They Have Moses and The Prophets, Let Them Listen to Them.

09-25-2022Weekly ReflectionFr. Manasseh Iorchir, VC

We often think of sin as the evil that we do, the uncharitable words that we say and the evil thoughts that we cultivate in our hearts. What we leave out most times is the good that is within our competence, which we know, yet fail to do. When we attempt an examination of conscience, the failings that readily come to mind are the things we did which our good conscience rightly judges as inconsistent with Divine precepts and so, offensive to His Holy will and to our neighbor.

Hardly do we accuse ourselves of procuring deficits in benevolence, even when we consider a few of such omissions, we are often quick to find self-exonerating excuses. Knowledge of our faith tells us that sin is sin and culpability persists even if we choose to live in denial.

The First Reading this weekend condemns the flagrant display of opulence by the wealthy in the face of palpable poverty. God is not against the lawful enjoyment of the fruit of our labor; however, he despises the selfish dissipation of wealth without regard for the less fortunate. Equitable distribution of the earth’s resources and God’s blessings is always consistent with Divine justice, while the senseless hoarding and selfish dissipation of wealth constitutes a grievous infringement of His commandments, the commandments St. Paul encourages Timothy, and by extension every Christian, to keep without stain or reproach in the Second Reading.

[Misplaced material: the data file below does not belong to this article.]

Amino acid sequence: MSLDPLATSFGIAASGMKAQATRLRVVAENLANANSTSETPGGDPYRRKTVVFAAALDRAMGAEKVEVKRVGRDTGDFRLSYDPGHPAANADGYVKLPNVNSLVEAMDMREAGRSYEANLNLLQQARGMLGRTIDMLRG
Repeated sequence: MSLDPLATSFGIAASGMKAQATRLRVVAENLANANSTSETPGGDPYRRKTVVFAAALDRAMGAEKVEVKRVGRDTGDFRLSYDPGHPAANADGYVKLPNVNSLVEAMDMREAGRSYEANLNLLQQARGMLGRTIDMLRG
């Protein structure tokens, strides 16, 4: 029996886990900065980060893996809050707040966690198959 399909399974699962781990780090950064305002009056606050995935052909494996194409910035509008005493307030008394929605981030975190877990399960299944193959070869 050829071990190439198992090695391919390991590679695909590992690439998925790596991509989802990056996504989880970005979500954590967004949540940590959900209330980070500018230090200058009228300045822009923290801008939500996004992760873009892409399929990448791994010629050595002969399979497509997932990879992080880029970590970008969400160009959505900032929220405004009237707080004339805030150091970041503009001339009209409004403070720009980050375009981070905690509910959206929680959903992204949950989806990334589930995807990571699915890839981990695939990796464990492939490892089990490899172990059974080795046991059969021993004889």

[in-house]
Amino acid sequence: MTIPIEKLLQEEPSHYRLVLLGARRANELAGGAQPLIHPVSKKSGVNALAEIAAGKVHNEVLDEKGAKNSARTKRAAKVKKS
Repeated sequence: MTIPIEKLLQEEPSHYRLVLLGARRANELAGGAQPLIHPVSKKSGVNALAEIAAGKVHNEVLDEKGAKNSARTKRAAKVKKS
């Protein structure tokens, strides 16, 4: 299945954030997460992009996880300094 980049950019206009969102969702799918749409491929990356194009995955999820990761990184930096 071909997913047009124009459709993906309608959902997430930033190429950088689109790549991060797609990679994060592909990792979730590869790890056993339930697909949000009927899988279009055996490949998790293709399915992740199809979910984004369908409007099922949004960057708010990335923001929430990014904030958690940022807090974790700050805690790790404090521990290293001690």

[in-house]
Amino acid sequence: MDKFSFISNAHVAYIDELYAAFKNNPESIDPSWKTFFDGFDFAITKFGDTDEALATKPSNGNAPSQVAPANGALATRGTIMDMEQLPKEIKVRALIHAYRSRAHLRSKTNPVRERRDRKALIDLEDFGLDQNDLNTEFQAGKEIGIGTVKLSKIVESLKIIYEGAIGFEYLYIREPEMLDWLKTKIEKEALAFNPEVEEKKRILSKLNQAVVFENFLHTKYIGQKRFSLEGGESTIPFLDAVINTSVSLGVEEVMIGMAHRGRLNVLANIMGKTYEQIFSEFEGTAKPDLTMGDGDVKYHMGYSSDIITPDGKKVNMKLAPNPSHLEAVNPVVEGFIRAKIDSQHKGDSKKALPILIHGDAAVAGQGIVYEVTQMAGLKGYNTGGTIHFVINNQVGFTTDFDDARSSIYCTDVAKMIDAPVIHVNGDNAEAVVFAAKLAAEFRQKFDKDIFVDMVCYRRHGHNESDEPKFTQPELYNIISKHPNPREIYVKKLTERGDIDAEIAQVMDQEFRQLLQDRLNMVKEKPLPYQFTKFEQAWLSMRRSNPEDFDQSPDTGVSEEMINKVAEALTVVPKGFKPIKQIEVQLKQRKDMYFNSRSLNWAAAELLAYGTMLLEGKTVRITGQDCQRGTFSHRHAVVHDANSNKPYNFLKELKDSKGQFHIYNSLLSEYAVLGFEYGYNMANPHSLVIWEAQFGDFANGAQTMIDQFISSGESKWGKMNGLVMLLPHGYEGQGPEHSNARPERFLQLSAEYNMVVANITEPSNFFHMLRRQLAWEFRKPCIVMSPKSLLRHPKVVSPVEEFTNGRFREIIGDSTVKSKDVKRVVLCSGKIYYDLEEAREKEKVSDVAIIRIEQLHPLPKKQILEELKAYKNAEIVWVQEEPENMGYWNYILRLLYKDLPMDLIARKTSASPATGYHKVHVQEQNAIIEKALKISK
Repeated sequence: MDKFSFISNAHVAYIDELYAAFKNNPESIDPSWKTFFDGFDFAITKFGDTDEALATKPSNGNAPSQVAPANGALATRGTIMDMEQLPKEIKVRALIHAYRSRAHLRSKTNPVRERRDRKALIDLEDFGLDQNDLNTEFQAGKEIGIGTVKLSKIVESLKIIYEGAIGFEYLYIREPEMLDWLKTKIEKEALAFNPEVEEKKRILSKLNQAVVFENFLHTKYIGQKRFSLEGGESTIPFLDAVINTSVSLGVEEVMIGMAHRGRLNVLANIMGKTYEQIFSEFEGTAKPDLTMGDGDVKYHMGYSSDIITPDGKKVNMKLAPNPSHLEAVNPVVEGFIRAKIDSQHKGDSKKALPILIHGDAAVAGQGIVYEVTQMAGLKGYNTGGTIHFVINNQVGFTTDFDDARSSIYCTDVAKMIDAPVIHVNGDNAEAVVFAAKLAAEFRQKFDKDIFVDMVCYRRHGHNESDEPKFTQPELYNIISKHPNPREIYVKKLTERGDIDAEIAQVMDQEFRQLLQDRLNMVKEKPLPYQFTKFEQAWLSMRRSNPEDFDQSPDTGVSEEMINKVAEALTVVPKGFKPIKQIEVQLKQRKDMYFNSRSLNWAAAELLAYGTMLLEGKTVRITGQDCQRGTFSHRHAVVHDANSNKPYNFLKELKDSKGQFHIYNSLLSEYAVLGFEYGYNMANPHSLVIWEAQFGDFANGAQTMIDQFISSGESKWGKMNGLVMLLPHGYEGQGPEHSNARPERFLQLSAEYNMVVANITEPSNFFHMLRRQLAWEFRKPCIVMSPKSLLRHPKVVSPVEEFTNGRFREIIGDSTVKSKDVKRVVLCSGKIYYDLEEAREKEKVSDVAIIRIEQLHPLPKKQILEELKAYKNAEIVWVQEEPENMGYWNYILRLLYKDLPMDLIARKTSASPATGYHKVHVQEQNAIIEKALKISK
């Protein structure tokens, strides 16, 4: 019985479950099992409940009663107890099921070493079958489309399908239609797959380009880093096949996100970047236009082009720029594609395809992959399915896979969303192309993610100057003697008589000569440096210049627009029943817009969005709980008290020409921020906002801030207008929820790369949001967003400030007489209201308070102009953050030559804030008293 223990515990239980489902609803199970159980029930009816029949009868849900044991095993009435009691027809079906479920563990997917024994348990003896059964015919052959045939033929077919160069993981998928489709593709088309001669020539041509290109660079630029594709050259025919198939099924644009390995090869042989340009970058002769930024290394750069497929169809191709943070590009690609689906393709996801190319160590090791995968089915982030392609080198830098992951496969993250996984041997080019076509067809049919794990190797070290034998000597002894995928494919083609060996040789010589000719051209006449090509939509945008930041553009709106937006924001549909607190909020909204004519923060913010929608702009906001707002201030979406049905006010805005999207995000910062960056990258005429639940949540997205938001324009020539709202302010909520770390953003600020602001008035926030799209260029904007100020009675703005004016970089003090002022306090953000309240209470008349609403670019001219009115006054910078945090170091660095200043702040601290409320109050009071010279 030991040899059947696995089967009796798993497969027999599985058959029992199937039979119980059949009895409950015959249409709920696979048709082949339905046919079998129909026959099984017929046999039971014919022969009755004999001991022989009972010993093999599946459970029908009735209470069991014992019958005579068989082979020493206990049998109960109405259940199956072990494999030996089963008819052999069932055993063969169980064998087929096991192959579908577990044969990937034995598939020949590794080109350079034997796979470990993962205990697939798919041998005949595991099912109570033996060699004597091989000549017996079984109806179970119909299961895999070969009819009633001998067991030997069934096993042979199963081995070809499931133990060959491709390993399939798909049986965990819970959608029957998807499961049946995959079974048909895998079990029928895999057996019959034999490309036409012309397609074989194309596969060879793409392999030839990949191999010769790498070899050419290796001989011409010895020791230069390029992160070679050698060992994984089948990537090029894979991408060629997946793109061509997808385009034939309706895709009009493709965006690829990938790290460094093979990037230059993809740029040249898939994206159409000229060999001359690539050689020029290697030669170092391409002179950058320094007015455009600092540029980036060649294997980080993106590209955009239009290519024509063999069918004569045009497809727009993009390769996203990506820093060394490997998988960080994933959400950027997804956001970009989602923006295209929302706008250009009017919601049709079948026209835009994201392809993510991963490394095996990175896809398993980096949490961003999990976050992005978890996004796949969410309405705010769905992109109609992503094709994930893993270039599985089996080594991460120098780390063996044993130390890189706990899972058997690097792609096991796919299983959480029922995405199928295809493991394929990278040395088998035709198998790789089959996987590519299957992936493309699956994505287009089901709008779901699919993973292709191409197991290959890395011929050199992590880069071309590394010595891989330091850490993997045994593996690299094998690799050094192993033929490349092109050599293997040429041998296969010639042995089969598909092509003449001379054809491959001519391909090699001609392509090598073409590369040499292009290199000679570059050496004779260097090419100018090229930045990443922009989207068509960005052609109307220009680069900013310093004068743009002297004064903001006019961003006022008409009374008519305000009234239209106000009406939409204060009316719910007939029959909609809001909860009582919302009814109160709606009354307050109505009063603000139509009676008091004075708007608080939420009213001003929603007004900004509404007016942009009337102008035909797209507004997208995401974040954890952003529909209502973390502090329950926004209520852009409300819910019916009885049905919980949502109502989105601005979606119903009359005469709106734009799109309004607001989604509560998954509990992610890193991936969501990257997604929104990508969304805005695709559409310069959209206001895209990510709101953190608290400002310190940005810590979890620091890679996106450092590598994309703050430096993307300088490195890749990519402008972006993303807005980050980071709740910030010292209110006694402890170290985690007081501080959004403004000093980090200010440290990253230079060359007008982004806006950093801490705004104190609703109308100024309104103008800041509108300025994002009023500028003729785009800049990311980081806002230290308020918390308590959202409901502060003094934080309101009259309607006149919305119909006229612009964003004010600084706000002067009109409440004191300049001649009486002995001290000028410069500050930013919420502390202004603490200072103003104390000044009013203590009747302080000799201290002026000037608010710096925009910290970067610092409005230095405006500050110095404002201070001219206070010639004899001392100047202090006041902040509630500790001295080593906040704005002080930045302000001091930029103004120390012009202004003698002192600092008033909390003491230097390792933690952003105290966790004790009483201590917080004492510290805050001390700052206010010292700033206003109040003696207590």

In the Gospel, Jesus invites us to reflect on the sin of omission when He told the parable of the rich man and Lazarus. Nowhere in the story is the rich fellow condemned to hell for committing grievous infringements like murder, theft, lying, idolatry or the like. Rather, he went to hell simply because he failed to do the good that he had the capacity and was expected to do. He had Lazarus at his gate so that he could lend a helping hand from his abundance, he saw the need to help yet refused to help. Unfortunately, this man’s sin of omission is a familiar weakness many of us are battling with. We see the good we need to do; we can even be aware of our capacity to do it if we will, yet we don’t do it or worse, still find excuses why we will not do it.

There are so many Lazaruses clinging to our feet, weighed down by the vicissitudes of life and crying out for help from us: the homeless, the beggars on the streets, the struggling parents, refugees, immigrants, disturbed youth, incarcerated inmates, the struggling Church. Please consider visiting the St. Vincent de Paul office to lend a helping hand to Lazarus. Another way to lift Lazarus is to seriously consider increasing your weekend donations to your Church here at St. Benedict. Your generous donations have enabled the funding of many good works. Just imagine how much more good we would be able to achieve and how much more practical witnessing can be done if we all consider committing to an increased weekend giving to St. Benedict. May God set aflame a generous spirit within us so that we may lift others and grow our Church.

Please be kind and may God bless you.

Fr. Manasseh